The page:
Flashback Review

Flashback
  • Directing7
  • Writing6
  • Acting7
Overall6.7

Christopher MacBride's Flashback is a trippy deep into how we perceive time in order to make for a thrilling piece of uneven sci-fi. Think of it as the love child between The Butterfly Effect and Synchronic, but with less structure and more wild imagery.

Writer/director Christopher MacBride‘s latest piece of indie sci-fi, Flashback, is a mind-bending exploration of time and how it all adds up to make for one’s life. Dylan O’Brien continues to shine as one of today’s best and brightest, despite the film’s failed attempt at making it from start-to-finish. Still, I admire MacBride’s creative vision and bold storytelling methods that almost make for a great movie, but lands somewhere below the likes of similar tales that have came before it.

Fred (Dylan O’Brien) is trapped in a life that he doesn’t see much purpose in. His mom is on her deathbed and his girlfriend is begging him to pick a paint color, meanwhile at work he continues down the path of mediocrity, unmotivated and just unmoved by the events that are unfolding in front of him.

That all changes when Fred remembers a specific someone from his youth (played with curious intentions by Maika Monroe). Suddenly, his past obsession with this girl from his teenage years comes to the center of his existence and he must find out what happened to her. Fred enlists the help of some familiar faces, including a shady, but yet effective performance by Emory Cohen.

Spoilers ahead…

Next thing you know, Fred has unlocked the ability to travel through time however and whenever he pleases. I will warn you now that the next bit of review is going to touch up on some spoilers, so please feel free to scroll down or maybe even X out of this page (but please do come back).

It is at this very moment when Christopher MacBride‘s Flashback both becomes its strongest and also its weakest. Starting off with the strengths, MacBride has managed to make a trippy picture that deep dives into the multiple timelines, with the film essentially jumping all over the place as Fred understands how to navigate through time almost effortlessly.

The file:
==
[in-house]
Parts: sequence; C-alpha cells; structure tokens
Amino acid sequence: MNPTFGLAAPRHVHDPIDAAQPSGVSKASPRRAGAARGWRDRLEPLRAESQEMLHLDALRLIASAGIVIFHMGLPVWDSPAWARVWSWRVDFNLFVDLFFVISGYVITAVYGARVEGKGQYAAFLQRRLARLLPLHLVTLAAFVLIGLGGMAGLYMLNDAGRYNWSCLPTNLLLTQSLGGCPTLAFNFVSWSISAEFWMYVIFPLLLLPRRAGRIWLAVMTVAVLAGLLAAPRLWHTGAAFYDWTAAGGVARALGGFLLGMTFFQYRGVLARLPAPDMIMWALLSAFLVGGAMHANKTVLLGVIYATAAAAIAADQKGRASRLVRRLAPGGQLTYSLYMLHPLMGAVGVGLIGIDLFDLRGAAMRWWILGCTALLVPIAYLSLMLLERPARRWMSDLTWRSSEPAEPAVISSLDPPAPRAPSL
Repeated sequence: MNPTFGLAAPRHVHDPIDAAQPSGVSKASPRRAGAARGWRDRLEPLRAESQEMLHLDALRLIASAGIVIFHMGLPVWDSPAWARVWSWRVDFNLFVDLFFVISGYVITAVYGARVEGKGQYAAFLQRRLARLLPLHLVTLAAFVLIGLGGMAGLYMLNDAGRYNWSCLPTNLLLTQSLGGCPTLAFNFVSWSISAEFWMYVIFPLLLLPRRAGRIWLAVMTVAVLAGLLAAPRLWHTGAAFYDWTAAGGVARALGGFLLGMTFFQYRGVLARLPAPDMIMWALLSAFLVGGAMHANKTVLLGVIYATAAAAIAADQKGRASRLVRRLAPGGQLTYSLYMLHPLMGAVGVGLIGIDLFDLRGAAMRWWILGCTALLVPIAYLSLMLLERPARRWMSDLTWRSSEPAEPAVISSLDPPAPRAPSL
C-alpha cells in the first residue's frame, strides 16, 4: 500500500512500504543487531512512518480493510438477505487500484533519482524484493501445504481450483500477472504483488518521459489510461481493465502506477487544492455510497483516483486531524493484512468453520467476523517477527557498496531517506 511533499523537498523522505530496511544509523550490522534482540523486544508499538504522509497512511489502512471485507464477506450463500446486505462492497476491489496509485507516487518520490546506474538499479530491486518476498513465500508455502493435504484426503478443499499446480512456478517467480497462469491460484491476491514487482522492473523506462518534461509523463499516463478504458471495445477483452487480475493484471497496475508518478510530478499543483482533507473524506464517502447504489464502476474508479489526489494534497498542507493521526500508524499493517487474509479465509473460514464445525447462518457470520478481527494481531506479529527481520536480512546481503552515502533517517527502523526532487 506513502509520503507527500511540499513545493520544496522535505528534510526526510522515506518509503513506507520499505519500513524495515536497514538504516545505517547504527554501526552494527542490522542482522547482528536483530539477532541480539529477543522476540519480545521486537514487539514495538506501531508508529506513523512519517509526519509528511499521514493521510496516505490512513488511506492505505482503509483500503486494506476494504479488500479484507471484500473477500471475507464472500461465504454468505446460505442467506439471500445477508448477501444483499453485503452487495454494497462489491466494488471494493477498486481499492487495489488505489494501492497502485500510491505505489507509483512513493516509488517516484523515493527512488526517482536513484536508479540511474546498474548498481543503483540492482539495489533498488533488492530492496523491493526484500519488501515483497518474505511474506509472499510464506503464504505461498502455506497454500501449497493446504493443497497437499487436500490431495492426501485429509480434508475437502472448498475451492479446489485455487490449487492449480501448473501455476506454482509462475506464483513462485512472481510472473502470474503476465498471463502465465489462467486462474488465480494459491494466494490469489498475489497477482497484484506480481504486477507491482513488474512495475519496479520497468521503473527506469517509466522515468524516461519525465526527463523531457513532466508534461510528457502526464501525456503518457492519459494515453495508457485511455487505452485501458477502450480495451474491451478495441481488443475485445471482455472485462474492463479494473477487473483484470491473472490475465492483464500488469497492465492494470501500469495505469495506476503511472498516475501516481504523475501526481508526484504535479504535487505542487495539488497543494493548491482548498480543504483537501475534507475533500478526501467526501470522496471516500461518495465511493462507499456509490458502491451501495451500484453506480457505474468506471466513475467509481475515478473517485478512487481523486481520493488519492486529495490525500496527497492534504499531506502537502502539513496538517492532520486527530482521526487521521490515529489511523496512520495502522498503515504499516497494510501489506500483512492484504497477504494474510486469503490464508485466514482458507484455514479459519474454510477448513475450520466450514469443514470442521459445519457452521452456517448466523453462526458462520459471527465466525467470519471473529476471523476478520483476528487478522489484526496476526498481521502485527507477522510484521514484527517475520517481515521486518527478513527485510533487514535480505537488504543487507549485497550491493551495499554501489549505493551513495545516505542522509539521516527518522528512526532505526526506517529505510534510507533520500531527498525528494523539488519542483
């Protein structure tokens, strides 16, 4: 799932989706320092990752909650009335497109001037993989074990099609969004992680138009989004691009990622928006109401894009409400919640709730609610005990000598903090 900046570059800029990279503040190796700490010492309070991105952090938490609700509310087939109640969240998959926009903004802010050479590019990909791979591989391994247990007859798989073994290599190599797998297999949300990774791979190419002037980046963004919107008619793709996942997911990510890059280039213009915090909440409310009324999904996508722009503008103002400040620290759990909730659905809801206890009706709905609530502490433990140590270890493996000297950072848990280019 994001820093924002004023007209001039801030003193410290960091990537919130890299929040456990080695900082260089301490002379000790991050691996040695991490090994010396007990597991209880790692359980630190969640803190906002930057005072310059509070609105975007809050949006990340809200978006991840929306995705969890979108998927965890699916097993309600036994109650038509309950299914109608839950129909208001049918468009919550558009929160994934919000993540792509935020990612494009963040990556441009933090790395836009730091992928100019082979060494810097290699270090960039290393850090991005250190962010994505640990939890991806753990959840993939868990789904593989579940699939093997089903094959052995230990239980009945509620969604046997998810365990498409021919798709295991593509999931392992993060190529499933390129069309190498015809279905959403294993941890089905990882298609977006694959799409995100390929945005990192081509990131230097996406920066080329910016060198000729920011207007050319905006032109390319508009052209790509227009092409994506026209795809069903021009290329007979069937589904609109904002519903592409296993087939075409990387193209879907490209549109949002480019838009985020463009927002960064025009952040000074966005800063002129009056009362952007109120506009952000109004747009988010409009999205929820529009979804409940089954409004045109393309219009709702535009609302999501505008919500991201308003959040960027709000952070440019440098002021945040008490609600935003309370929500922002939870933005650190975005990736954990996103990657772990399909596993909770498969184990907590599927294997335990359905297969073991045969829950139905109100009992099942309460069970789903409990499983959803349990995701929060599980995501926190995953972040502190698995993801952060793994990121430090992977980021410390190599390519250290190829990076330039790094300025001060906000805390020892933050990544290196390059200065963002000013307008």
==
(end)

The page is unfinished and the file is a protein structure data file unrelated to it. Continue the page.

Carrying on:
Flashback goes from being a somewhat subdued sci-fi thriller that’s more surrounded in mystery than it is any sort of explanation to a force of puzzling, but ambitious science fiction that is very much a messier version of something like The Butterfly Effect or even last year’s highly-underrated Synchronic.

If MacBride would have given the script a few more passes, perhaps Flashback would’ve been the masterpiece that I was praising Synchronic to be. Or perhaps it would soon become a cult classic, much like Donnie Darko.

But as is, Flashback crumbles under the weight of its own genius. MacBride never really bothers explaining how Fred can suddenly traverse the sands of time, but we are thrown into a third-act sequence of many different outcomes that are all happening at once.

You as a viewer must simply accept that this is happening and then start to form your own opinions on the deeper meaning behind the film. Is MacBride trying to place importance on the past or perhaps he’s telling us that we have the power to alter the future by our actions of the past? Maybe Flashback is just a big simulation and the real story is the long-term damage drugs have on your system? I would love to read an essay about how the entire film was just one big trip and that Fred is long lost to the addictive drug known as Mercury.

I still can’t shake the feeling of wow that Flashback had on me throughout the film. There were definitely times of disbelief and moments that I thought MacBride could’ve executed with a bit more patience and understanding, but I still applaud him and the cast for putting together such a wild movie that held my attention for the whole way through.

Flashback is not for those looking to have their movies neatly explained come credit roll. It’s instead a thinking person’s movie, asking the viewers to form their own conclusions, either out of excuse for the lack of an idea on how to wrap things up or because MacBride truly wanted us to make our own experiences up as we viewed the film and added in our own personal commentaries.

Sometimes these are the best experiences to have, even if they leave a feeling of emptiness or a lack of completion.

Either way, I would encourage you go down the rabbit hole on this one and let me know what you thought when you come out on the other side.


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